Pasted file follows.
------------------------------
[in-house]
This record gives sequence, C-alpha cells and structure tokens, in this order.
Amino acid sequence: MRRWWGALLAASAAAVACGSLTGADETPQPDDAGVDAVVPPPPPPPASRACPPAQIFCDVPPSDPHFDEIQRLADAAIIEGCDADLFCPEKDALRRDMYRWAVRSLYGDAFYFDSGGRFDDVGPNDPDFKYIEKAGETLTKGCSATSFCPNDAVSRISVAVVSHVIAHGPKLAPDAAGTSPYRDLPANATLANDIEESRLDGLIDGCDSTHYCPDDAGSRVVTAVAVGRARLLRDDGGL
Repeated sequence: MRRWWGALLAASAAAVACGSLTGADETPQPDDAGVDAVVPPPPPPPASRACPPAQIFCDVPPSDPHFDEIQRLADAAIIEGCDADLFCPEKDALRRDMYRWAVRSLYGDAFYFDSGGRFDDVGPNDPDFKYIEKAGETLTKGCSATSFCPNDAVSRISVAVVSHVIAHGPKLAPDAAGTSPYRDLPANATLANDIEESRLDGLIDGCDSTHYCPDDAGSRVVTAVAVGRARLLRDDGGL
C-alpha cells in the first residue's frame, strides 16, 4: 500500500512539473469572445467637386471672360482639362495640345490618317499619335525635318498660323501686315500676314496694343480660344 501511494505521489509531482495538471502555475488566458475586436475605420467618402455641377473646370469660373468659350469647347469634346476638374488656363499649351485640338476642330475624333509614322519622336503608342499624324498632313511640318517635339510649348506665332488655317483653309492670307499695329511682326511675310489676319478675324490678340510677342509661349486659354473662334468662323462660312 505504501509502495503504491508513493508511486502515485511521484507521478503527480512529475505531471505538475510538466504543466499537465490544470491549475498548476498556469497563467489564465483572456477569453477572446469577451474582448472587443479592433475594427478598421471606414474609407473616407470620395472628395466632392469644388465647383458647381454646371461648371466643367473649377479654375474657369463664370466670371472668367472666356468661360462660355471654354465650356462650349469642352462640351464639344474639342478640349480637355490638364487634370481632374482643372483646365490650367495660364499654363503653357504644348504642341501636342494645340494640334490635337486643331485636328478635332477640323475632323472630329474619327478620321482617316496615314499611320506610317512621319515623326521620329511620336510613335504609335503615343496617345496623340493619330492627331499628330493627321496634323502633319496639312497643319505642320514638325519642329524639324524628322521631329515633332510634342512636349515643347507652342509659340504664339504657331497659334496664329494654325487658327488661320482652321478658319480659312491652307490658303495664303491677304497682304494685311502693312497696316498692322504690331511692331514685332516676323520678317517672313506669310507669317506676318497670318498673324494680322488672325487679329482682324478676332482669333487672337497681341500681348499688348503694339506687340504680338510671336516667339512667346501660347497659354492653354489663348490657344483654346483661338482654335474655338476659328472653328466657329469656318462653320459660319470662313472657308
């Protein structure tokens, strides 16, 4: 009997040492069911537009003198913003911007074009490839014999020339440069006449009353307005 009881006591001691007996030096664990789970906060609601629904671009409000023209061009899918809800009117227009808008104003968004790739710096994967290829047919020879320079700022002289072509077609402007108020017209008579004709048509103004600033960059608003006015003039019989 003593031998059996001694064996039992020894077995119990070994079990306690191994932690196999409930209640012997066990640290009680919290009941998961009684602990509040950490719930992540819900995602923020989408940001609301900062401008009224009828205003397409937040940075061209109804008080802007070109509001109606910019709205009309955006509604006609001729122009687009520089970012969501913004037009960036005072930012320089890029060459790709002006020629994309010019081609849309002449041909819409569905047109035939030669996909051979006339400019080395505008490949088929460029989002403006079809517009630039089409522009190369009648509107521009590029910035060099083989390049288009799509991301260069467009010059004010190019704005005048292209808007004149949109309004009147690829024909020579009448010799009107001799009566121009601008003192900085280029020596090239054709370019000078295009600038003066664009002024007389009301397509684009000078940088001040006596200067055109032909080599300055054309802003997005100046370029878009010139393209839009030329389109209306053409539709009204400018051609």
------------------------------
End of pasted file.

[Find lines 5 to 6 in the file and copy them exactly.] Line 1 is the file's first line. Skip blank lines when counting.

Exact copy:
C-alpha cells in the first residue's frame, strides 16, 4: 500500500512539473469572445467637386471672360482639362495640345490618317499619335525635318498660323501686315500676314496694343480660344 501511494505521489509531482495538471502555475488566458475586436475605420467618402455641377473646370469660373468659350469647347469634346476638374488656363499649351485640338476642330475624333509614322519622336503608342499624324498632313511640318517635339510649348506665332488655317483653309492670307499695329511682326511675310489676319478675324490678340510677342509661349486659354473662334468662323462660312 505504501509502495503504491508513493508511486502515485511521484507521478503527480512529475505531471505538475510538466504543466499537465490544470491549475498548476498556469497563467489564465483572456477569453477572446469577451474582448472587443479592433475594427478598421471606414474609407473616407470620395472628395466632392469644388465647383458647381454646371461648371466643367473649377479654375474657369463664370466670371472668367472666356468661360462660355471654354465650356462650349469642352462640351464639344474639342478640349480637355490638364487634370481632374482643372483646365490650367495660364499654363503653357504644348504642341501636342494645340494640334490635337486643331485636328478635332477640323475632323472630329474619327478620321482617316496615314499611320506610317512621319515623326521620329511620336510613335504609335503615343496617345496623340493619330492627331499628330493627321496634323502633319496639312497643319505642320514638325519642329524639324524628322521631329515633332510634342512636349515643347507652342509659340504664339504657331497659334496664329494654325487658327488661320482652321478658319480659312491652307490658303495664303491677304497682304494685311502693312497696316498692322504690331511692331514685332516676323520678317517672313506669310507669317506676318497670318498673324494680322488672325487679329482682324478676332482669333487672337497681341500681348499688348503694339506687340504680338510671336516667339512667346501660347497659354492653354489663348490657344483654346483661338482654335474655338476659328472653328466657329469656318462653320459660319470662313472657308
């Protein structure tokens, strides 16, 4: 009997040492069911537009003198913003911007074009490839014999020339440069006449009353307005 009881006591001691007996030096664990789970906060609601629904671009409000023209061009899918809800009117227009808008104003968004790739710096994967290829047919020879320079700022002289072509077609402007108020017209008579004709048509103004600033960059608003006015003039019989 003593031998059996001694064996039992020894077995119990070994079990306690191994932690196999409930209640012997066990640290009680919290009941998961009684602990509040950490719930992540819900995602923020989408940001609301900062401008009224009828205003397409937040940075061209109804008080802007070109509001109606910019709205009309955006509604006609001729122009687009520089970012969501913004037009960036005072930012320089890029060459790709002006020629994309010019081609849309002449041909819409569905047109035939030669996909051979006339400019080395505008490949088929460029989002403006079809517009630039089409522009190369009648509107521009590029910035060099083989390049288009799509991301260069467009010059004010190019704005005048292209808007004149949109309004009147690829024909020579009448010799009107001799009566121009601008003192900085280029020596090239054709370019000078295009600038003066664009002024007389009301397509684009000078940088001040006596200067055109032909080599300055054309802003997005100046370029878009010139393209839009030329389109209306053409539709009204400018051609």